Chances are, you probably sell on Amazon because you recognize the huge potential ROI there.
But have you ever stopped to think about your next step after your FBA business? Many FBA owners have never considered selling their business—or even know the option is on the table!
We wanted to share why selling your FBA business could help you build an even better business and be the best thing for your entrepreneurial journey. Let’s explore the reasons FBA owners sell their businesses.
The Truth about Selling Your FBA Business
Selling an FBA business boils down mainly to personal or business-related reasons.
In terms of personal reasons, we’ve seen sellers exit because of an event or goal that meant they no longer had time to manage the business. Some of these reasons include a death in the family or wanting to spend more time with their kids.
Business-related reasons tend to revolve around raising capital for another project or losing motivation to stay with the business.
Whatever their reason for selling, some FBA sellers have received two to four years of net profit in cash in one payment. That’s the biggest windfall many entrepreneurs have ever received in one go.
But don’t start counting your chickens before they hatch: first, let’s dive into understanding how FBA businesses are valued.
FBA Business Valuation
Online business brokers and individuals working in mergers and acquisitions (M&A) usually value businesses by a multiple of earnings before interest, tax, depreciation, and amortization (EBITDA). EBITDA represents a business’s annual profit, and it is multiplied in the range of two and four times.
The valuation formula we use is:
Valuation = 12-Month Average Monthly Net Profit x Multiple
There’s not much difference between the two formulas. We stick to the average monthly net profit because it gives a more granular view of an FBA business’s performance than an annual profit figure.
While average monthly net profit is easy to calculate, determining the multiple is a bit more complicated as it takes into account the business’s age, traffic sources, branding, product line, and pricing window.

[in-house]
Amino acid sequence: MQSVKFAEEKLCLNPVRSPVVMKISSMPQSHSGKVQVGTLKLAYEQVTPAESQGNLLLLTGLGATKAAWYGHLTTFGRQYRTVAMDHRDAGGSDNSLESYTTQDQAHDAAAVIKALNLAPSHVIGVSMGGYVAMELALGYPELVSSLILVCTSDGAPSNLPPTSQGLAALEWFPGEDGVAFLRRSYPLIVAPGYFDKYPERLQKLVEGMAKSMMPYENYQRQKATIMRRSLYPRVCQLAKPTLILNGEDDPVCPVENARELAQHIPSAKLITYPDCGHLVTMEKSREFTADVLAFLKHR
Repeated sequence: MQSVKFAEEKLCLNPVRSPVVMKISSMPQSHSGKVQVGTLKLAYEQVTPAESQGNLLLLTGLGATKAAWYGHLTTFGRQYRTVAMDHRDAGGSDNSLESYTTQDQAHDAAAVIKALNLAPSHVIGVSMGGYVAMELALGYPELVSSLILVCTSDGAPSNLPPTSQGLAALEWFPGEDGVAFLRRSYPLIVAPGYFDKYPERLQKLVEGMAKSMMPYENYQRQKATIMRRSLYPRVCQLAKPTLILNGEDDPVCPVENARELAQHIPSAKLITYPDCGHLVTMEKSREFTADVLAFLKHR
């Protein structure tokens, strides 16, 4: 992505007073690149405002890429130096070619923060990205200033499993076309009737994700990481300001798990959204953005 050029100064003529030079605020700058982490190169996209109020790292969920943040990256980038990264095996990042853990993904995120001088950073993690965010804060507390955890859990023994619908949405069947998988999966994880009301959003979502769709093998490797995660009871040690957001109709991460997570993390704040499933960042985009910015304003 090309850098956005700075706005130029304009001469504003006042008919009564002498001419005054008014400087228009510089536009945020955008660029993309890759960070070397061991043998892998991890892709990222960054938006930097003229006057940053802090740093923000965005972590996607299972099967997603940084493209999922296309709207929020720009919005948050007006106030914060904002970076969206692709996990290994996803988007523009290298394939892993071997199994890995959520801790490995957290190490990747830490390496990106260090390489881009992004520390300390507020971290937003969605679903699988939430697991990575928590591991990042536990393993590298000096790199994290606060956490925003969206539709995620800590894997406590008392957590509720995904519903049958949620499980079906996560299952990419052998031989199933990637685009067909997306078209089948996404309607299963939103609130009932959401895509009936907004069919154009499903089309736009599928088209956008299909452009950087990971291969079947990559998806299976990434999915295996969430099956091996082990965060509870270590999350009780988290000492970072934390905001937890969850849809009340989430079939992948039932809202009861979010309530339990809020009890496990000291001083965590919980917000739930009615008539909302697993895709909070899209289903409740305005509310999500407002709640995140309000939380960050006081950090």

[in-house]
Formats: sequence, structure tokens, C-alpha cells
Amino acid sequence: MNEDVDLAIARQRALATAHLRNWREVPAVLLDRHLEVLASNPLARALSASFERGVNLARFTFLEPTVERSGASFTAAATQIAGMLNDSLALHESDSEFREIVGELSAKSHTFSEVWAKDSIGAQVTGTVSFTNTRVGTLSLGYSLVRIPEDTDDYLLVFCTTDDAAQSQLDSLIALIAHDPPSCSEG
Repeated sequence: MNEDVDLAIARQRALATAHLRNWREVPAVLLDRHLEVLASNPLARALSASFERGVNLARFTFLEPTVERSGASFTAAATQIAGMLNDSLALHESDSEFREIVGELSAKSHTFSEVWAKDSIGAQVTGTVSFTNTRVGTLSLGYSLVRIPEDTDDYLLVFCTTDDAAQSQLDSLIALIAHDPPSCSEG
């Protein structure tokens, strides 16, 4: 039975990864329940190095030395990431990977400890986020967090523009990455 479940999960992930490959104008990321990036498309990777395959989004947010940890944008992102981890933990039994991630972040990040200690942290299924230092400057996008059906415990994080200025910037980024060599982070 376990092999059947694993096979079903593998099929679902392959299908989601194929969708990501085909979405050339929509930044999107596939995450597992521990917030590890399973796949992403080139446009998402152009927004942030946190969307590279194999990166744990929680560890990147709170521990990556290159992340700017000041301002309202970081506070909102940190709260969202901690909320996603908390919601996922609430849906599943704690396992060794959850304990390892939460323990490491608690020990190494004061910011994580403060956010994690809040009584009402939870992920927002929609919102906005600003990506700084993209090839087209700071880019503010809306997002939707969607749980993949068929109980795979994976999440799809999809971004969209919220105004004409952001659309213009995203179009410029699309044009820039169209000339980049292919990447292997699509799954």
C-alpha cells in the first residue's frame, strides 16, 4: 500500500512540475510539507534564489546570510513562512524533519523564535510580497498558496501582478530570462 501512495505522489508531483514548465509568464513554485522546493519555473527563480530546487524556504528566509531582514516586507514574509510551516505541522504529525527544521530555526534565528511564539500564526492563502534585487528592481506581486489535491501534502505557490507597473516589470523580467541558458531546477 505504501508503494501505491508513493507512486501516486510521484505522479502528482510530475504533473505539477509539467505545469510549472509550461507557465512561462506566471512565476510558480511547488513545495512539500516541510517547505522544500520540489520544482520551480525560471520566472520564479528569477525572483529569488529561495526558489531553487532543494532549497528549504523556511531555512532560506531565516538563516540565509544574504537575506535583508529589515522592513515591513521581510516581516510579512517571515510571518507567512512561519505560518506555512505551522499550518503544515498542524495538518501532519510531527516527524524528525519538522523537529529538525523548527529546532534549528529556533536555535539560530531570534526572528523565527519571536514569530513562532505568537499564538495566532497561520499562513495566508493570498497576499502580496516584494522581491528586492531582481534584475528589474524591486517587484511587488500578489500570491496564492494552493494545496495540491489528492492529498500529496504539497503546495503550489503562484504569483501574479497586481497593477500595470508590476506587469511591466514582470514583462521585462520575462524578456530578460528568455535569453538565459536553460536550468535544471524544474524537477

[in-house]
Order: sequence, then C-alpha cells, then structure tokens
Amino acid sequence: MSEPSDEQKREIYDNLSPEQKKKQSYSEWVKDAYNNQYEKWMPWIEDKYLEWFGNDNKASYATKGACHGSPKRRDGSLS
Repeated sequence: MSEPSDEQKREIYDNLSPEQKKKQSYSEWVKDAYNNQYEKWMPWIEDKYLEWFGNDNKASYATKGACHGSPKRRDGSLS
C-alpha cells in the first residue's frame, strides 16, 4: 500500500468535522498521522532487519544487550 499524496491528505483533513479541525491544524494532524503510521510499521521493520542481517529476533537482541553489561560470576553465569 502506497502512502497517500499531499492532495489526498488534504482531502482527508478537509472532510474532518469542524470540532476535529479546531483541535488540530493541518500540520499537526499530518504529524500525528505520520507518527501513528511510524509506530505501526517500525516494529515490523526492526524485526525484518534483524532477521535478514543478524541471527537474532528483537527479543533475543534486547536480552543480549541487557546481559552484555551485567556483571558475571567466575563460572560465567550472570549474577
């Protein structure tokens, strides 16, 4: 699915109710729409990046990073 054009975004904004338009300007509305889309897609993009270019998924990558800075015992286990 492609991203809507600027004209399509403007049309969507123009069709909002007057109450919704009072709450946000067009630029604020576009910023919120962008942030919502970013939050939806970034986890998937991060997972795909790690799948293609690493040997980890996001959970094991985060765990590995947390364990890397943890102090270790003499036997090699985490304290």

Age of FBA Business
A profitable older brand tends to be valued more highly than a younger one because it has survivability.
Unexpected market demands and changes place stress on FBA businesses, which can seriously affect cash flow and average order values.
A business’s ability to scale and grow through these challenges shows buyers that it’s resilient. While you can’t directly influence your business’s age, the takeaway here is that age works in a seller’s FBA business’s valuation, which is why a long-term Amazon selling strategy pays off more than a short-term plan.
Diversity of Traffic Sources
One of the greatest advantages of selling on Amazon is being able to leverage their brand, which customers love and trust.
However, selling on a single marketplace can lower a business’s multiple because if that source of traffic is shut down, there’s a higher risk that the business will be negatively impacted.
Amazon is well known for delisting products and shutting down stores for minor infractions. While you can prepare to ensure you fulfill Amazon’s requirements, increasing the number of traffic sources through multichannel selling is a good way to minimize your business’s risk and increase its multiple.
Branding has a smaller influence on the multiple than the other factors listed here since it’s hard to quantify how strong a brand is .
That said, the number of customer ratings and reviews, as well as how high the ratings are, play a part in determining the multiple. If people mention the FBA brand on social media, the context is also taken into consideration. Are customers raving about a store’s products and recommending them to their friends? Or are their experiences mixed, with varied reactions toward the customer service or the product’s functionality?
A strong brand is an attractive asset to a buyer, but it has less weight than the other factors that affect a multiple.